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10 Gangster Pieces of Mob Lingo

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Sure, it’s Talk Like a Pirate Day, but wouldn’t you rather talk like a gangster? Here are 10 mafiatastic terms to get you started on the 25th anniversary of the debut of that modern criminal classic, GoodFellas.


“As far back as I can remember,” Henry Hill says. “I always wanted to be a gangster.”

The word gangster has been around since at least 1884, according to the Oxford English Dictionary (OED). It combines gang, a 12th-century term that originally referred to the action of walking (hence gangway, or road), and the suffix -ster.

As for the popularity of the word, the use of gangster soared between 1920 and 1941, presumably with the rise of gangsterism during Prohibition.


“We always called each other good fellas,” Henry says. “Like you said to somebody ... he's all right. He's a goodfella. He's one of us.”

Goodfella began as the 15th century goodfellow, basically someone who knew how to have a good time. A hundred years later, the word came to mean “thief,” which would be a convenient segue to the 1964 meaning of a gangster or mafia member. However, the OED says the thief meaning is “obsolete,” so it’s unclear how the underworld sense of goodfella came about.


While godfather isn’t part of the GoodFellas lexicon, a roundup of mob slang wouldn’t be complete without it.

The original meaning of the word, a male godparent, is from the 13th century, while around 1830 it also came to mean “an influential man.” As for godfather referring to a mafia leader, in a 1997 interview, Godfather author Mario Puzo claims to have invented the term: “It was never used for a criminal figure ... The term didn’t exist before I used it.”

The OED would beg to differ. While the Godfather novel was published in 1969, the OED includes a citation from a 1963 transcript of a government hearing: “Are you the godfather of any other member ‘made’ since then?”

As for why terms like godfather and goodfella began appearing in English print in the early 1960s, that could point to the Apalachin Raid, which occurred on November 14, 1957. A group of mob bosses were holding what they thought was a clandestine meeting in New York State, only to be ambushed by a suspicious state trooper and other law enforcement. After the raid, the existence of the mafia became common knowledge.

4. MOB

The 17th century meanings of mob refer to a disorderly crowd or a clique or gang. Around 1826 the word came to mean a gang of criminals, especially thieves (a swell mob was a posse of well-dressed pickpockets), and in the late 1920s, meant a gang of violent criminals, a crime organization, and the mafia.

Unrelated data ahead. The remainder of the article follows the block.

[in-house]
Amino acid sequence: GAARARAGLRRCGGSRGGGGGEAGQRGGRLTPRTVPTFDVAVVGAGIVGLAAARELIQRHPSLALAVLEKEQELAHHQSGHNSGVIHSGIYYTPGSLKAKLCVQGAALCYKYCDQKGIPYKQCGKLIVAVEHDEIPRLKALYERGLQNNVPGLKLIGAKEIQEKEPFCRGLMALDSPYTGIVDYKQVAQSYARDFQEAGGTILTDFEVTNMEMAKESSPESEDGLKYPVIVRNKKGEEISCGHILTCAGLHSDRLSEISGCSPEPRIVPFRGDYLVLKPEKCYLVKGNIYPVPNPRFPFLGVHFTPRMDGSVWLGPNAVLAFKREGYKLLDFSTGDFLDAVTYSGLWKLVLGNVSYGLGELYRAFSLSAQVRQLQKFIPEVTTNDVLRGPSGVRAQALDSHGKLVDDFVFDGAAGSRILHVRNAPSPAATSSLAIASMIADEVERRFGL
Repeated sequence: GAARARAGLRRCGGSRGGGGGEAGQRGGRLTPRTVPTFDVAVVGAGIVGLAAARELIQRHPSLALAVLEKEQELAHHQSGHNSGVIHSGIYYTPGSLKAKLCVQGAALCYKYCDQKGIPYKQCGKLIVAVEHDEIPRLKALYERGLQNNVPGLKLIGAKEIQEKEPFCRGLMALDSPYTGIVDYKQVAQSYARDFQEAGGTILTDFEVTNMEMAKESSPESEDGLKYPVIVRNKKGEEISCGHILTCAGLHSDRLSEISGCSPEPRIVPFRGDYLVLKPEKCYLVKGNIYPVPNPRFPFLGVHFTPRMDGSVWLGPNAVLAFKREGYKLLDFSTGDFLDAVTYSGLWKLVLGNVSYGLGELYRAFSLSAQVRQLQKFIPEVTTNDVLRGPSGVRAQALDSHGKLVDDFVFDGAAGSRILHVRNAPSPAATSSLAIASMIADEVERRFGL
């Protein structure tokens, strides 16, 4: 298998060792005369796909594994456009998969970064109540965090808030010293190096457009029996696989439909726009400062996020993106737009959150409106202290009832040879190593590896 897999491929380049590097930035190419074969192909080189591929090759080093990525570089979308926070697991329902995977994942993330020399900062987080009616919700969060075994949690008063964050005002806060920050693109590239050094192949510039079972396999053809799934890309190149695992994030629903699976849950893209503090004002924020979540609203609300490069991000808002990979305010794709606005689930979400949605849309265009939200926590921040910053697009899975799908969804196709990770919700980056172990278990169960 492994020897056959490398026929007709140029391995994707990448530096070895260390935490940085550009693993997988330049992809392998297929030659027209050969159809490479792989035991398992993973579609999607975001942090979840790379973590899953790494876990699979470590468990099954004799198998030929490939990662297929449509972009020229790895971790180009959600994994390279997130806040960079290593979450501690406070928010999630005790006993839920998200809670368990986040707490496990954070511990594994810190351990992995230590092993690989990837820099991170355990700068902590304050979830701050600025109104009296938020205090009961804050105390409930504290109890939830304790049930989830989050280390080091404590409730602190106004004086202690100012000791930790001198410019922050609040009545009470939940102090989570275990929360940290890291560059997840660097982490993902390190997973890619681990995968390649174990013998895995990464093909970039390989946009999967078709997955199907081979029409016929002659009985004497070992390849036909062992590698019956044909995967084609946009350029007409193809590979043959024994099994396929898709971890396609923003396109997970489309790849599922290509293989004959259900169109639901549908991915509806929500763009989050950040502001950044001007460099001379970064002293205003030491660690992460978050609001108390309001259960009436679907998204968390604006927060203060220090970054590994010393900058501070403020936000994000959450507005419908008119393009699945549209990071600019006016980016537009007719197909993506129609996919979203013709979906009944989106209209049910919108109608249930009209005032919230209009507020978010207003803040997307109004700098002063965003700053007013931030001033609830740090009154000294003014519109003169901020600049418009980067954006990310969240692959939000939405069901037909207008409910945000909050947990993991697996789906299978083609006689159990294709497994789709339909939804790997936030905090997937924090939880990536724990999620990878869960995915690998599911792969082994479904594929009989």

The word mob is a shortening of mobile, meaning the common people. Mobile itself is a shortening of the Latin phrase, mobile vulgus, “the fickle crowd.”


In Sicilian, mafia means boldness or bravado, and evolved to mean a sense of hostility to the law, and then by the latter half of the 19th century, a Sicilian secret society of criminals. The word first appears in English around 1866, coinciding with the immigration of Sicilians and other Italians to the U.S. in the 1800s.

Another term for the mafia is Cosa Nostra, which translates from Italian as “our thing.”


Where mafia means bravado, omertà means humility.

Omertà, a dialectal alteration of the Italian umilta, or humility, first appeared in English around 1864 and referred to the mafia’s code of honor and loyalty. By the 1970s, the word had also come to mean a code of silence.


The Black Hand was a popular name for secret societies back in the day. There was the 19th century Spanish society of anarchists, an early 20th century group of military Serbians, and of course the Italian secret society in 1880s America, most likely a precursor to the mafia.

By around 1904, Black Hand had become synonymous with the society's extortion method, which involved a letter marked with a black hand, implying death or bodily harm if the receiver didn't comply with its usually monetary demands.


“This was a touchy thing,” Henry explains in GoodFellas. “Tommy had killed a made man.”

The original sense of made man was someone who had it made, in other words, had guaranteed success and happiness. Made man meaning someone who had been officially inducted as a mafia member first appeared in print around 1950, but had probably been in use well before then.

In a 2009 article, Victoria Gotti, sister of mob boss John, describes John’s swearing-in ceremony, which involved reciting a loyalty oath while burning a saint’s picture daubed with his father’s blood.


Upon receiving a dead fish wrapped in the bulletproof vest of a trusted enforcer, Godfather henchman Clemenza says, “It's a Sicilian message. It means Luca Brasi sleeps with the fishes.” In other words, he's gone to the great cannoli shop in the sky.

While sleeps with the fishes is quintessential Godfather, the phrase has been in use since well before then, according to Grammarphobia. In 1836, an author wrote, “If [the magician] repeated his visit, [the peasants] would send him to sleep with the fishes.”